The two rarely spoke to each other.
Gen. Min Aung Hlaing is known to be highly ambitious and unwilling to give up power. He faced mandatory retirement in 2016 when he turned 60 but extended his tenure for five years. Soon after the coup, and just before he turned 65, he scrapped the mandatory retirement age for the commander in chief altogether. Many believed he wanted to become president.
While a cadet at the military academy, he was known for bullying his juniors and for his tendency to criticize and blame others. His contemporaries gave him a nickname meaning cat feces, an especially vulgar epithet in Burmese.
In 2009, the troops he led in northeastern Myanmar drove tens of thousands of people from ethnic enclaves in what locals described as a brutal campaign of murder, rape and systematic arson.
As commander in chief, he oversaw the ethnic cleansing of Muslim Rohingya in 2017 that killed thousands and forced more than 700,000 to flee the country. He is said to be a tough negotiator who has maintained a strong grip on the armed forces.
In 2008, the previous military regime adopted a Constitution that was devised to keep the presidency in the hands of military leaders. It gives the army commander in chief the power to appoint 25 percent of Parliament and gives Parliament the power to choose the president.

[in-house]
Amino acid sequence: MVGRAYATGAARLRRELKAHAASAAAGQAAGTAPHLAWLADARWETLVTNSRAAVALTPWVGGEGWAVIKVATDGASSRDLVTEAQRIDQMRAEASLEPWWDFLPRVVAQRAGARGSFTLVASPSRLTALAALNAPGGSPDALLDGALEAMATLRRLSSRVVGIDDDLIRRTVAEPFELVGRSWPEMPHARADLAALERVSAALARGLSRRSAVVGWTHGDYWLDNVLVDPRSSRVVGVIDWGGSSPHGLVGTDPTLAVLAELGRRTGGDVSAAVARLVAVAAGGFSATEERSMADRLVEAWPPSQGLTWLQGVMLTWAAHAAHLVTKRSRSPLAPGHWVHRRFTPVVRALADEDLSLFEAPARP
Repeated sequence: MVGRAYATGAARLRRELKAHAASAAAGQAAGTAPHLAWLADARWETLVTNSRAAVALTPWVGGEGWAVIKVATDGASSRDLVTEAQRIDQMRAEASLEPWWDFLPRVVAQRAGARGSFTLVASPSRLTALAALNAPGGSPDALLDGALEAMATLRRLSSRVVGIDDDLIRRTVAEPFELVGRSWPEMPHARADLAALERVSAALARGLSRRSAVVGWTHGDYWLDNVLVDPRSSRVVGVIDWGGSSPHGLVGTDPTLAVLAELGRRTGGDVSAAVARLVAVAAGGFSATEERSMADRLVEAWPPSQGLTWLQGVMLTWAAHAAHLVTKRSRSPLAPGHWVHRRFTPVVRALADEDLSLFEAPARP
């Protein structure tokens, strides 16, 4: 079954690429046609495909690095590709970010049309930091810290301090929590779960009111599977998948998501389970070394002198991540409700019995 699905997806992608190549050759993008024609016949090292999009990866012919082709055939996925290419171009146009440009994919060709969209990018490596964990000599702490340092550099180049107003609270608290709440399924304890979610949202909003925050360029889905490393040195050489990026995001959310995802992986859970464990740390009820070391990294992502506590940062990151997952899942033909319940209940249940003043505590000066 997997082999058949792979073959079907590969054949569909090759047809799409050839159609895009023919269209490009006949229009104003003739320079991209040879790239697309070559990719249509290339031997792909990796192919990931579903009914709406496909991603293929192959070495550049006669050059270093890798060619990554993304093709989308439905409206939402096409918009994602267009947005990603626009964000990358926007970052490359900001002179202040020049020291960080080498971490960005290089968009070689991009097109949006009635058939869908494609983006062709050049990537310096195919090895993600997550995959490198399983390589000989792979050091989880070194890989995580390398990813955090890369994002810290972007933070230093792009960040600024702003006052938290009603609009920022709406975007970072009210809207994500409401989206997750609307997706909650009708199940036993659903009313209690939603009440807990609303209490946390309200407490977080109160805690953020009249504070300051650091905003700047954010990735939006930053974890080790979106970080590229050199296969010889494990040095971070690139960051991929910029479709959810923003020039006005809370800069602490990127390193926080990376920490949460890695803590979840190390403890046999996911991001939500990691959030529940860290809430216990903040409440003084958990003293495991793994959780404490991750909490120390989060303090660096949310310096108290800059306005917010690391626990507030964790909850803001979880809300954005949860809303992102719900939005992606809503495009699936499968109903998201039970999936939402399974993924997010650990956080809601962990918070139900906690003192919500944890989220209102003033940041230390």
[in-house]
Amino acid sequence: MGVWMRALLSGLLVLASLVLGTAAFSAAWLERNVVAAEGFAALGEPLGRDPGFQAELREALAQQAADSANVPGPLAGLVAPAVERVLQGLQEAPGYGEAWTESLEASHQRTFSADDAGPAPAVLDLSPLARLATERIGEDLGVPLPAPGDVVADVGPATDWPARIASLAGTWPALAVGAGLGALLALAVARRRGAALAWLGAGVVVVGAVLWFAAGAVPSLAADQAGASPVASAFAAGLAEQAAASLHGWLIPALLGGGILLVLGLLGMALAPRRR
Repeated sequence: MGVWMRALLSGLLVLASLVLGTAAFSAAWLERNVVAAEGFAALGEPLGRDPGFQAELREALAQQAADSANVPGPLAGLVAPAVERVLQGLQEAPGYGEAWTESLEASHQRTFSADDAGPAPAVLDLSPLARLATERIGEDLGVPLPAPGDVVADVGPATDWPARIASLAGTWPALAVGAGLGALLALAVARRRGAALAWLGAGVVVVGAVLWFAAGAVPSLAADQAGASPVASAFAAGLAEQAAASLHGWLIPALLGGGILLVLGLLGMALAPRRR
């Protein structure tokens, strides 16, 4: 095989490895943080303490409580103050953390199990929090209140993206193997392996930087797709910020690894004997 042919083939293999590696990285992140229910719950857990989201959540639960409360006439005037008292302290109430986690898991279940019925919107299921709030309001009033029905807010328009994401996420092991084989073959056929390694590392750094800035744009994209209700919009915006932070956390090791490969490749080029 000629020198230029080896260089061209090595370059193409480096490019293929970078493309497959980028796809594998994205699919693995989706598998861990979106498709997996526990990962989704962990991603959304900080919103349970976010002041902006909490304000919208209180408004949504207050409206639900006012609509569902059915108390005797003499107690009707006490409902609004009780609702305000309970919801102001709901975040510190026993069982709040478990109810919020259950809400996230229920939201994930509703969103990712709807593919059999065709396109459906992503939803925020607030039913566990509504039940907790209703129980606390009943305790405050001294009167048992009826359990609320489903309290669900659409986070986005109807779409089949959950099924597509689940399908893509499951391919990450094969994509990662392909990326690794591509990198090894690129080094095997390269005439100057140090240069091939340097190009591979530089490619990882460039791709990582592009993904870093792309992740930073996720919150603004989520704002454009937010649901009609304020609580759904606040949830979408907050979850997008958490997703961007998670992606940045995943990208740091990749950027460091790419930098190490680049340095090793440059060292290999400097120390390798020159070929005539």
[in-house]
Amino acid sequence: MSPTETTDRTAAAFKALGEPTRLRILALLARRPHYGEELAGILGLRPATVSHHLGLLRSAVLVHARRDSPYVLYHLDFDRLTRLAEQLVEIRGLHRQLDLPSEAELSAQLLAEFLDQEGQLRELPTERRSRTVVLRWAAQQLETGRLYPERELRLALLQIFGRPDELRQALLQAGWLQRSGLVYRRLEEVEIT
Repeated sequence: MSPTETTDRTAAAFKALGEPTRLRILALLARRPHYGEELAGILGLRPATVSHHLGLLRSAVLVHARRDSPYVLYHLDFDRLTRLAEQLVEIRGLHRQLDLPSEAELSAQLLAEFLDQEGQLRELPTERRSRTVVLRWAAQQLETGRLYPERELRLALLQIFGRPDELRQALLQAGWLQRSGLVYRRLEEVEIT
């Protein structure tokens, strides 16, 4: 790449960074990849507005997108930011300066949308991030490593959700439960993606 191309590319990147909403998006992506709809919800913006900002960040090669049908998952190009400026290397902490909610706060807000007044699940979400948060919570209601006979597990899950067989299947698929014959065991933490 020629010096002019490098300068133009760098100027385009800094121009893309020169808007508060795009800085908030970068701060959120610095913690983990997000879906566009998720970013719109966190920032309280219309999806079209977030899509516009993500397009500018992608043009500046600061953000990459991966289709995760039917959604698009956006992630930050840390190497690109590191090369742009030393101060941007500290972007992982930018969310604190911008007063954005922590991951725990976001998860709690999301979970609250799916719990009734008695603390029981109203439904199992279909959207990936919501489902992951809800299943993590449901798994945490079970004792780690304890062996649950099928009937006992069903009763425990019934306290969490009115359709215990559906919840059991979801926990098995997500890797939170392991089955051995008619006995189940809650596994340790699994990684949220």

It also barred anyone from becoming president who has a spouse or a child who is a citizen of a foreign country. The provision clearly targeted Ms. Aung San Suu Kyi: her husband was a British citizen, as are her two sons.
But that hasn’t been enough of a head start for the hugely unpopular General Min Aung Hlaing to win. Ms. Aung San Suu Kyi and her National League for Democracy crushed the military-backed party in 2015 by winning 80 percent of Parliament’s nonappointed seats. In 2020, she repeated the feat, winning by an even greater margin.
Thwarted at the polls, the general declared her election victory to be fraudulent and led a coup on Feb. 1, hours before the new Parliament was scheduled to be sworn in.
Early that morning, soldiers and the police arrested Ms. Aung San Suu Kyi and other party leaders. She has been detained ever since.